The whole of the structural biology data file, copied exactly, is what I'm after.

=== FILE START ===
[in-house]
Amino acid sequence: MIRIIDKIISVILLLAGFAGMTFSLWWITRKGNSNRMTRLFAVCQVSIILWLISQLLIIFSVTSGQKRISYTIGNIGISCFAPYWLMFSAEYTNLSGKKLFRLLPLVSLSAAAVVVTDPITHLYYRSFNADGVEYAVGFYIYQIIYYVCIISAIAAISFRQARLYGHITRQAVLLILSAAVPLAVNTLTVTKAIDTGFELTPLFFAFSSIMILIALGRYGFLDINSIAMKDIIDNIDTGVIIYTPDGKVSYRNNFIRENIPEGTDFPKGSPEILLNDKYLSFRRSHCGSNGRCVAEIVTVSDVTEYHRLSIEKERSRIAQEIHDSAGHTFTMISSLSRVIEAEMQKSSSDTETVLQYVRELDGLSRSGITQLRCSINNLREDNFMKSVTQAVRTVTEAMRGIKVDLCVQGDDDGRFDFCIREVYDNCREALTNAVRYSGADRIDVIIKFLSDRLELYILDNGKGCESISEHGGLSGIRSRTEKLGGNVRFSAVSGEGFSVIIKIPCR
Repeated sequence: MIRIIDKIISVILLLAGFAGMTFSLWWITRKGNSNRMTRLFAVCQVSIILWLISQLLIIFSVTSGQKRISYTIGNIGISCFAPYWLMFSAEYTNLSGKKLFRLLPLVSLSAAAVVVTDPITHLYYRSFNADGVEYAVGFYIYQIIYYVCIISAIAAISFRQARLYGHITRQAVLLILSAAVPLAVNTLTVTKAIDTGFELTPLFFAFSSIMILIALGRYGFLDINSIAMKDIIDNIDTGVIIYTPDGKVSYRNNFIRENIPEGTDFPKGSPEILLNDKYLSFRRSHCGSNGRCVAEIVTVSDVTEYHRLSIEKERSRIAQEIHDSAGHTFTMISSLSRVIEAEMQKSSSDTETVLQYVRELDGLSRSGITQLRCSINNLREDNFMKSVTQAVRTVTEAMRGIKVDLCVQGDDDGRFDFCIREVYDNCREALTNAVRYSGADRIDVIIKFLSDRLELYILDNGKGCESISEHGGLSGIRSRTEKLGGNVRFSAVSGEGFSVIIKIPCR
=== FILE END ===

[in-house]
Amino acid sequence: MIRIIDKIISVILLLAGFAGMTFSLWWITRKGNSNRMTRLFAVCQVSIILWLISQLLIIFSVTSGQKRISYTIGNIGISCFAPYWLMFSAEYTNLSGKKLFRLLPLVSLSAAAVVVTDPITHLYYRSFNADGVEYAVGFYIYQIIYYVCIISAIAAISFRQARLYGHITRQAVLLILSAAVPLAVNTLTVTKAIDTGFELTPLFFAFSSIMILIALGRYGFLDINSIAMKDIIDNIDTGVIIYTPDGKVSYRNNFIRENIPEGTDFPKGSPEILLNDKYLSFRRSHCGSNGRCVAEIVTVSDVTEYHRLSIEKERSRIAQEIHDSAGHTFTMISSLSRVIEAEMQKSSSDTETVLQYVRELDGLSRSGITQLRCSINNLREDNFMKSVTQAVRTVTEAMRGIKVDLCVQGDDDGRFDFCIREVYDNCREALTNAVRYSGADRIDVIIKFLSDRLELYILDNGKGCESISEHGGLSGIRSRTEKLGGNVRFSAVSGEGFSVIIKIPCR
Repeated sequence: MIRIIDKIISVILLLAGFAGMTFSLWWITRKGNSNRMTRLFAVCQVSIILWLISQLLIIFSVTSGQKRISYTIGNIGISCFAPYWLMFSAEYTNLSGKKLFRLLPLVSLSAAAVVVTDPITHLYYRSFNADGVEYAVGFYIYQIIYYVCIISAIAAISFRQARLYGHITRQAVLLILSAAVPLAVNTLTVTKAIDTGFELTPLFFAFSSIMILIALGRYGFLDINSIAMKDIIDNIDTGVIIYTPDGKVSYRNNFIRENIPEGTDFPKGSPEILLNDKYLSFRRSHCGSNGRCVAEIVTVSDVTEYHRLSIEKERSRIAQEIHDSAGHTFTMISSLSRVIEAEMQKSSSDTETVLQYVRELDGLSRSGITQLRCSINNLREDNFMKSVTQAVRTVTEAMRGIKVDLCVQGDDDGRFDFCIREVYDNCREALTNAVRYSGADRIDVIIKFLSDRLELYILDNGKGCESISEHGGLSGIRSRTEKLGGNVRFSAVSGEGFSVIIKIPCR